New batch of pesto will be made as soon as I get the energy to do something other than sit at my computer at night and wonder how many times my sleep will be interrupted by my children.

Friday, July 18, 2008

City Mom Country Farm Hand

Yesterday, I completed the first of my 2 two hour work sessions at the farm. It was one of the hotter days this summer, but I felt more comfortable than most days. Something about the people, the plants -prickly pigweed and all, and having a simple focus kept me feeling cool inside and out, body and mind. Ari, "head" farmer and owner of Lindentree was so gracious and appreciative of my help. I, on the other hand, constantly feel that I should/could do so much more for the farm that provides my family with such a fabulous, fresh, cornucopia of vegetables and berries. If we lived closer, I think I would be there every day.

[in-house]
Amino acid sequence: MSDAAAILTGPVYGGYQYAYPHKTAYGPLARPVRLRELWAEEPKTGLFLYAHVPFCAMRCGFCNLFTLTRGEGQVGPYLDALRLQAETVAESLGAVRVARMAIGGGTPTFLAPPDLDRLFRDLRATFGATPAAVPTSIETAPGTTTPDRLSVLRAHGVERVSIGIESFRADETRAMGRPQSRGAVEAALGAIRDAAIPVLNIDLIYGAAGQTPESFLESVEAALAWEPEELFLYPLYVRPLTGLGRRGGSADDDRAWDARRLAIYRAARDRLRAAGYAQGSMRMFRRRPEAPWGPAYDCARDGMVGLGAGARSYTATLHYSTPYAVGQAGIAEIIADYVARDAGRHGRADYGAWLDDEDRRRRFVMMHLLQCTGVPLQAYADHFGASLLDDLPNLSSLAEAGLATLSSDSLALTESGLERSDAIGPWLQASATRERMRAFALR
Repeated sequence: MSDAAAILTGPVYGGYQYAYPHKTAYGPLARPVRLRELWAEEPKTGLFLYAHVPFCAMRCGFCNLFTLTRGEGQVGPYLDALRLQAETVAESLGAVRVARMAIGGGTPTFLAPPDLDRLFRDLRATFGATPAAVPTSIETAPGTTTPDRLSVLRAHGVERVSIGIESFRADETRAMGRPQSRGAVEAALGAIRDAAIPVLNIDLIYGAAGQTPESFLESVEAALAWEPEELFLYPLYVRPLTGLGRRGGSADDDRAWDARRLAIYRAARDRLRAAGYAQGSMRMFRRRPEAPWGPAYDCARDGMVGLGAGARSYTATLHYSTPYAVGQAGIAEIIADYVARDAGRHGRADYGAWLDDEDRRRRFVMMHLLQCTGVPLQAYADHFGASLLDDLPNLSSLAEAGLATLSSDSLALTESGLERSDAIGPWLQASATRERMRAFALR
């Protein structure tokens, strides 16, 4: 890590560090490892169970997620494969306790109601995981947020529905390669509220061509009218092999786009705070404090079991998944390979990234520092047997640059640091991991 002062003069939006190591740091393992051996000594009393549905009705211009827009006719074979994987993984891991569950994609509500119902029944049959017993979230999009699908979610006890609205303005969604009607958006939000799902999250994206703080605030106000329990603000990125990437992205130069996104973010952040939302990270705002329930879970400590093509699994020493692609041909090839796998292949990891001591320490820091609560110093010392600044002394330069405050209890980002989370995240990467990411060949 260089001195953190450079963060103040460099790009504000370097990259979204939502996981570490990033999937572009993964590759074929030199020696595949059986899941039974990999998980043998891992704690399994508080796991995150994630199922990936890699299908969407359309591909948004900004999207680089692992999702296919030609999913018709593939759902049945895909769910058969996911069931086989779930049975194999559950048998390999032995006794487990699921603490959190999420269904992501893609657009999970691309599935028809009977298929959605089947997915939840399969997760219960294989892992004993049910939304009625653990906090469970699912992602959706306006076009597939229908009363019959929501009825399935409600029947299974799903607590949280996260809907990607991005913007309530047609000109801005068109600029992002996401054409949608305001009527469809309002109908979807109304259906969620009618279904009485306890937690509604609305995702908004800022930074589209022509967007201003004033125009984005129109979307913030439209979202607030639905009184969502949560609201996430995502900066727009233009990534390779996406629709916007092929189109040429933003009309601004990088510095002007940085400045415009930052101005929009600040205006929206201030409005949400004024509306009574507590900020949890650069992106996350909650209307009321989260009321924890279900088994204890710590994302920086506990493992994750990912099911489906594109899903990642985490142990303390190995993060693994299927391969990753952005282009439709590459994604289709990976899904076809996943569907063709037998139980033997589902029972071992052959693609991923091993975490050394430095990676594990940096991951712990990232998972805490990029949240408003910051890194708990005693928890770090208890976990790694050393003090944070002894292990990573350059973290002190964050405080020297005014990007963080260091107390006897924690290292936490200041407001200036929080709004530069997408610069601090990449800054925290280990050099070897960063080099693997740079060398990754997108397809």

The time flew by. If it weren't for feeding my children and taking them to cool off at the watering hole I could have stayed another two hours.

I searched between the pig weed, which was a gentle reminder of how contaminant-free and "non-toxic" an environment our dinner was growing in for turnips and beets. I pulled off the dead or yellowed leaves and wound the rubber bands at the stem of each bunch making small vegetable bouquets to be picked up later that day. After a short ride in the back of the truck with some farmers and fellow members, we weighed the vegetables: chard, turnips, and beets and dumped them in the wash bins. My kids joined in, standing on some crates to help gently release some of the dirt.

At home as I prepared the beets for dinner, I was upset as I peeled the deep red and sunset orange to red skins off of the beets. I also need to learn how to use my beet greens. I've always thought that I should live on a farm so I could feed the pigs the scraps (I think it's a romantic idea from Charlotte's Web). I don't actually want to take care of farm animals -at most I could handle a vegetable patch.

I'm going to share two more favourite recipes from Patricia Wells. Perfect for this extremely hot humid weather.

From: Vegetable Harvest by Patricia Wells

The Red and The Gold : Grated Beet Salad
salade de betterave: le rouge et l'or

Make the dressing:

1/4 cup of fresh lemon juice